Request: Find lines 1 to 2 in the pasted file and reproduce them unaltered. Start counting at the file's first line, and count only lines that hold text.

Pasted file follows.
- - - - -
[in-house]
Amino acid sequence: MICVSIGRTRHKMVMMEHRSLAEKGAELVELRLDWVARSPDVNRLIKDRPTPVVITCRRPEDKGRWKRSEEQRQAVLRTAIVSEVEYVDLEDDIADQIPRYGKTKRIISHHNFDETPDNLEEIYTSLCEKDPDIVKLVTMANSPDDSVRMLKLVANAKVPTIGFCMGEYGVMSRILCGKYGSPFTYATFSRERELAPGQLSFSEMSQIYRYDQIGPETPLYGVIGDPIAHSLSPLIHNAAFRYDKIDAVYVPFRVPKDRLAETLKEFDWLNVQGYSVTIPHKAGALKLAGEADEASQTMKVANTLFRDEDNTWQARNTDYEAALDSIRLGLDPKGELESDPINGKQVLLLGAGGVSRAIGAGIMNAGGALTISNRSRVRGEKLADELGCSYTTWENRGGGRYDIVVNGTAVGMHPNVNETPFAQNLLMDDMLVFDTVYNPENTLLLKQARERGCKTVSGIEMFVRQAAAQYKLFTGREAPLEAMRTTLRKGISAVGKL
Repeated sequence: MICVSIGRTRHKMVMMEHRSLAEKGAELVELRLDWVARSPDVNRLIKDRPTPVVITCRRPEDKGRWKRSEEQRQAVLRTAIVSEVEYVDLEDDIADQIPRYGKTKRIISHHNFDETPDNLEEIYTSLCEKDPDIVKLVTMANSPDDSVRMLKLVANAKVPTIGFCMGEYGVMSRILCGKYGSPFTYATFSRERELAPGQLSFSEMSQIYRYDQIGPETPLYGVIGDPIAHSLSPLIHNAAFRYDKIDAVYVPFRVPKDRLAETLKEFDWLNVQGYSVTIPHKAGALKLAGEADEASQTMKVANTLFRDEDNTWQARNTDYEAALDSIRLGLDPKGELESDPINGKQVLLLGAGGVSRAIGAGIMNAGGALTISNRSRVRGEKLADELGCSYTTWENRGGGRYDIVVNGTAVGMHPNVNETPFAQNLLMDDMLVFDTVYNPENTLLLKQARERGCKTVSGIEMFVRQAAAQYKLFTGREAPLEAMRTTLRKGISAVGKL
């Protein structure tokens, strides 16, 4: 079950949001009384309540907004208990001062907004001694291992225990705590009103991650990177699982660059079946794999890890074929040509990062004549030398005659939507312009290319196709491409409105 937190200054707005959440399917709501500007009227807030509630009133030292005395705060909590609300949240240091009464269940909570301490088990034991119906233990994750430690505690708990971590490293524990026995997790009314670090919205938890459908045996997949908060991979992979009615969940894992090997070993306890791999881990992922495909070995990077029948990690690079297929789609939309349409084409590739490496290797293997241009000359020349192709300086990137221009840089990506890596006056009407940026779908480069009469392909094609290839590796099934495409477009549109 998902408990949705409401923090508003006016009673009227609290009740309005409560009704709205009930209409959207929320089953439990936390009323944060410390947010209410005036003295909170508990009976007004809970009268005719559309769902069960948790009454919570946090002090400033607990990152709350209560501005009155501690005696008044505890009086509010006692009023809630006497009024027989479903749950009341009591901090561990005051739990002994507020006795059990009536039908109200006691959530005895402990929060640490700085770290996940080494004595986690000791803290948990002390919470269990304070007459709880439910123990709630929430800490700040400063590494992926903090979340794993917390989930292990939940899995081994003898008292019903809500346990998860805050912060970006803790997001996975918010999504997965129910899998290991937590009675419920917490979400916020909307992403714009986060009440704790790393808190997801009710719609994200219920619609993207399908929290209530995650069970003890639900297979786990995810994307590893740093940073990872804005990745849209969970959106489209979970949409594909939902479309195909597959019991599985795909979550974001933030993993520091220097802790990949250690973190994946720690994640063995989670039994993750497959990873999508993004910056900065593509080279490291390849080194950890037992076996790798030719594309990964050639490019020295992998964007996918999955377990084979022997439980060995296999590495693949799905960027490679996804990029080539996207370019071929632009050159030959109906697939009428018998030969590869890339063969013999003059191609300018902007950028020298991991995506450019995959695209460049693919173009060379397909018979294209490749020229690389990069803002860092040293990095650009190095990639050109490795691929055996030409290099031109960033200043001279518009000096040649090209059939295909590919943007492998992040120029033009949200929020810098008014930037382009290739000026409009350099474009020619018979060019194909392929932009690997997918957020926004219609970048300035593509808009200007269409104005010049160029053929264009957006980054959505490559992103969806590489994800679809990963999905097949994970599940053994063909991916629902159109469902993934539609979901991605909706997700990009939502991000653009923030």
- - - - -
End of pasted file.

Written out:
[in-house]
Amino acid sequence: MICVSIGRTRHKMVMMEHRSLAEKGAELVELRLDWVARSPDVNRLIKDRPTPVVITCRRPEDKGRWKRSEEQRQAVLRTAIVSEVEYVDLEDDIADQIPRYGKTKRIISHHNFDETPDNLEEIYTSLCEKDPDIVKLVTMANSPDDSVRMLKLVANAKVPTIGFCMGEYGVMSRILCGKYGSPFTYATFSRERELAPGQLSFSEMSQIYRYDQIGPETPLYGVIGDPIAHSLSPLIHNAAFRYDKIDAVYVPFRVPKDRLAETLKEFDWLNVQGYSVTIPHKAGALKLAGEADEASQTMKVANTLFRDEDNTWQARNTDYEAALDSIRLGLDPKGELESDPINGKQVLLLGAGGVSRAIGAGIMNAGGALTISNRSRVRGEKLADELGCSYTTWENRGGGRYDIVVNGTAVGMHPNVNETPFAQNLLMDDMLVFDTVYNPENTLLLKQARERGCKTVSGIEMFVRQAAAQYKLFTGREAPLEAMRTTLRKGISAVGKL